Al Khamenei greets Nasrallah
Al Khamenei greets NasrallahIran News Agency -JNS

The sudden death in a suspicious helicopter crash of Ebrahim Raisi, the Iranian regime’s president, has kept people and pundits guessing about how it might affect the Supreme Leader’s succession. While many see the chances of Mojtaba, Khamenei’s second son, improved for leadership, I believe the issue is far more complex. Raisi’s “hard landing” will certainly disrupt Khamenei’s succession plan, but not in a way that many think. In this article I am going to explain how.

Succession has only happened once in the history of the Islamic Republic. Ayatollah Ruhollah Khomeini (1900-1989), the first Supreme Leader of Iran, for a number of reasons did not settle the issue of his succession while still alive. First, as the paramount spiritual leader he saw it below himself to engage in a matter that would smack of political factionalism. Second, for a long time Ayatollah Hossein-Ali Montazeri was accepted by almost unanimous consensus as Khomeini’s de facto successor. Third, towards the end of his life Khomeini suffered from a quickly worsening cancer that likely cut short any last-minute plans.

As such, managing the issue of succession fell to a coterie of three that were closest to Khomeini. They were Ahmad, his son and confidant, Khamenei, the president, and Akbar Hashemi Rafsanjani, the speaker of parliament. They conspired to rule as a triumvirate, with Khamenei as the leader, Rafsanjani the president, and Ahmad the bearer of his father’s legacy. But the three gradually fell apart, and in a cloak-and-dagger drama that puts Shakespeare’s tragedies to shame, Khamenei finally eliminated his rivals and consolidated his position as the all-powerful Supreme Leader.

Fully aware of the treacherous circumstances that led to his ascendency, Khamenei has long been trying to prevent his having the same fate that befell his predecessor’s progeny and legacy. As such, years in advance he undertook to arrange the stage by purging potential disrupters and handpicking loyalists who would prove instrumental for succession when the time came.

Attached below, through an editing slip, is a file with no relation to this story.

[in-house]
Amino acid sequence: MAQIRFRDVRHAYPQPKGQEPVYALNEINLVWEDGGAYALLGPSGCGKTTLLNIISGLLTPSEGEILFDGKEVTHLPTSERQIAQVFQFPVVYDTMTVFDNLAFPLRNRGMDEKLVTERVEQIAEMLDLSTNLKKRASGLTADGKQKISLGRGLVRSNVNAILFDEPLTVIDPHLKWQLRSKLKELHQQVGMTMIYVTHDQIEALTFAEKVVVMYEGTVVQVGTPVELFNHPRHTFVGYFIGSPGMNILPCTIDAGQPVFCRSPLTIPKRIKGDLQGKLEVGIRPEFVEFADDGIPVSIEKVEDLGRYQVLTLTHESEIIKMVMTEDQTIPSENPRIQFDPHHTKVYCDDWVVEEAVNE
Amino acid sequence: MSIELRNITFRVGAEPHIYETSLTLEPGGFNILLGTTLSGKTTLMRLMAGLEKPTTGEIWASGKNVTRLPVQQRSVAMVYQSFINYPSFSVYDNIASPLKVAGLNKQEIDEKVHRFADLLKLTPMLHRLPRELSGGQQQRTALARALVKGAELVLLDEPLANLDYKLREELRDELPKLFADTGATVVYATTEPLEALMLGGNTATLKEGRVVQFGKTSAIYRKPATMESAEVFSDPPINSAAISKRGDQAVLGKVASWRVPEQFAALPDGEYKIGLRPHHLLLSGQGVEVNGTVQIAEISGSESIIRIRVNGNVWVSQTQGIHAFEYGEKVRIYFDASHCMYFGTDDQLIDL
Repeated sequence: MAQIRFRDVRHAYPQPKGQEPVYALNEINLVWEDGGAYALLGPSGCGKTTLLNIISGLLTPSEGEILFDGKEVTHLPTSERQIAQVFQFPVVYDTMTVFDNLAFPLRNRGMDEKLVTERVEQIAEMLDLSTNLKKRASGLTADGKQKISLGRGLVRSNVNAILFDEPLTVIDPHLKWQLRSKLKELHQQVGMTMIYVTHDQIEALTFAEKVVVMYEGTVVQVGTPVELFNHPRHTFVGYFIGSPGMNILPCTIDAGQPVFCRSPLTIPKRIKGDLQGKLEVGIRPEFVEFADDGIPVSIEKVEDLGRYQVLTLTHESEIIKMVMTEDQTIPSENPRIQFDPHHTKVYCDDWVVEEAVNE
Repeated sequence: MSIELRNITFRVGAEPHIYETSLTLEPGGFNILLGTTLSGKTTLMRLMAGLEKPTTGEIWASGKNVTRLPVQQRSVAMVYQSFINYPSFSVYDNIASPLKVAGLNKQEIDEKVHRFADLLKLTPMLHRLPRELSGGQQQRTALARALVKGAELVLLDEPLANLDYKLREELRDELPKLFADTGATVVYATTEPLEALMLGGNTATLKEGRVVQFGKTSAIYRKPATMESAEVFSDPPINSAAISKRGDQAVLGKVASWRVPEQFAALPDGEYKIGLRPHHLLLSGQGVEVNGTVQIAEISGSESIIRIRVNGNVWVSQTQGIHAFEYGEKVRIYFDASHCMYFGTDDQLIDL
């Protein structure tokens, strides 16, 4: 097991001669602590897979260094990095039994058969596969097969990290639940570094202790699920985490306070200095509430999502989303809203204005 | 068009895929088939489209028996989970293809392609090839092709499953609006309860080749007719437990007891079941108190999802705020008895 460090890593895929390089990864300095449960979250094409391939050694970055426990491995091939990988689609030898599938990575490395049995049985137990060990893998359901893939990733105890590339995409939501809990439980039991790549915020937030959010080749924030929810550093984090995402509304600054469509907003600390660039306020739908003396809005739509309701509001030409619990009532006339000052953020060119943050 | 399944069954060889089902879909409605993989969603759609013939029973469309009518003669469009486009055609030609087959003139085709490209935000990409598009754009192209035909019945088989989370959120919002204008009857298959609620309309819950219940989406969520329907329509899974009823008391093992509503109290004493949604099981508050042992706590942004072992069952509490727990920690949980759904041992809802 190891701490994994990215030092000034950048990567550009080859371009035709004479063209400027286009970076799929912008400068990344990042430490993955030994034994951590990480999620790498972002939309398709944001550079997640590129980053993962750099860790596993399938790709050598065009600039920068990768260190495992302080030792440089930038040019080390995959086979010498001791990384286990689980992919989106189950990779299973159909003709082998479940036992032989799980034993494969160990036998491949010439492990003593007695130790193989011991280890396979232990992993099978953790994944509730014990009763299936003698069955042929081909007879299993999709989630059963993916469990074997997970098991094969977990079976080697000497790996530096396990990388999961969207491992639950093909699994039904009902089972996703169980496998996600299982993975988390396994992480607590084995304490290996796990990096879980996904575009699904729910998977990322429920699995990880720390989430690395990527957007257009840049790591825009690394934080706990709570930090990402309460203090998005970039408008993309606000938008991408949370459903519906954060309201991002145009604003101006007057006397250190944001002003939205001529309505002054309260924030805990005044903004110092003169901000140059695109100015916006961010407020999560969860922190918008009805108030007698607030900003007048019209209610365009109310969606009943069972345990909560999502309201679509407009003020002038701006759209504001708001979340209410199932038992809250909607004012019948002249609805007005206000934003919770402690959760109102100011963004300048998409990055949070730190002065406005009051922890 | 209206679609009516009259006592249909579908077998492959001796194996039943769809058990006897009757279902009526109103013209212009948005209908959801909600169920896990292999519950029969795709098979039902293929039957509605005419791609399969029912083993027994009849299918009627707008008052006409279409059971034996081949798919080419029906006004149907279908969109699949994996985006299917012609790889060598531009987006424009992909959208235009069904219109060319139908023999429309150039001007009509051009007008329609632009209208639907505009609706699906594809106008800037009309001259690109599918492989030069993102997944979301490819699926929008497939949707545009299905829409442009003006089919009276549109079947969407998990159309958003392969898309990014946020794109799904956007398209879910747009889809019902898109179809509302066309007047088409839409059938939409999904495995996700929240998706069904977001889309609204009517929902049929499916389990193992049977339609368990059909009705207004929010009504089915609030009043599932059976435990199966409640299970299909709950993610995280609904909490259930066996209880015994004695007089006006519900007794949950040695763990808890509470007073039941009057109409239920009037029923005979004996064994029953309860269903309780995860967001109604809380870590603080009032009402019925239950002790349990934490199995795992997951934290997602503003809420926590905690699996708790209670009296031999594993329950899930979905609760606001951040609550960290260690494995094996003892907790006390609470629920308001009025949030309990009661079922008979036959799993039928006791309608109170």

This is how Raisi emerged on the stage from near total obscurity. Contrary to many who think Raisi was raised to presidency in order to succeed Khamenei, I believe he was put forward by the establishment first and foremost to ensure the continuity of Khamenei’s ideological vision for the future, with or without himself as the next leader. Raisi was by no means a charismatic character. In fact, he was totally bland. But what he lacked in personality, he more than made up for with blind loyalty to the regime and to Khamenei. As such, if Mojtaba were indeed to ascend the throne, Raisi would have been there to facilitate it rather than contesting it.

But unlike Khomeini’s time, there are strong signs that Khamenei’s enemies want to disrupt his succession and play their own game of thrones. Thus, removing Raisi actually deals a blow to his carefully constructed plan. Who benefits from this is of course a matter of speculation, but those who have been subjected to rounds of purges and consigned to the regime’s margins are on top of the list, namely the so-called Reformists/Moderates and the “Shadow Guards.”

In the first decade after the 1979 revolution, those who would later become known as Reformists were Khomeini’s closest affiliates. Back then they called themselves the “Line of Imam” in reference to Imam Khomeini. They were sidelined by Khamenei and his faction since 1989, and their star further faded with Rafsanjani’s suspicious death in 2017. Divested of power, they pragmatically styled themselves as Reformists and started to mend fences with the West.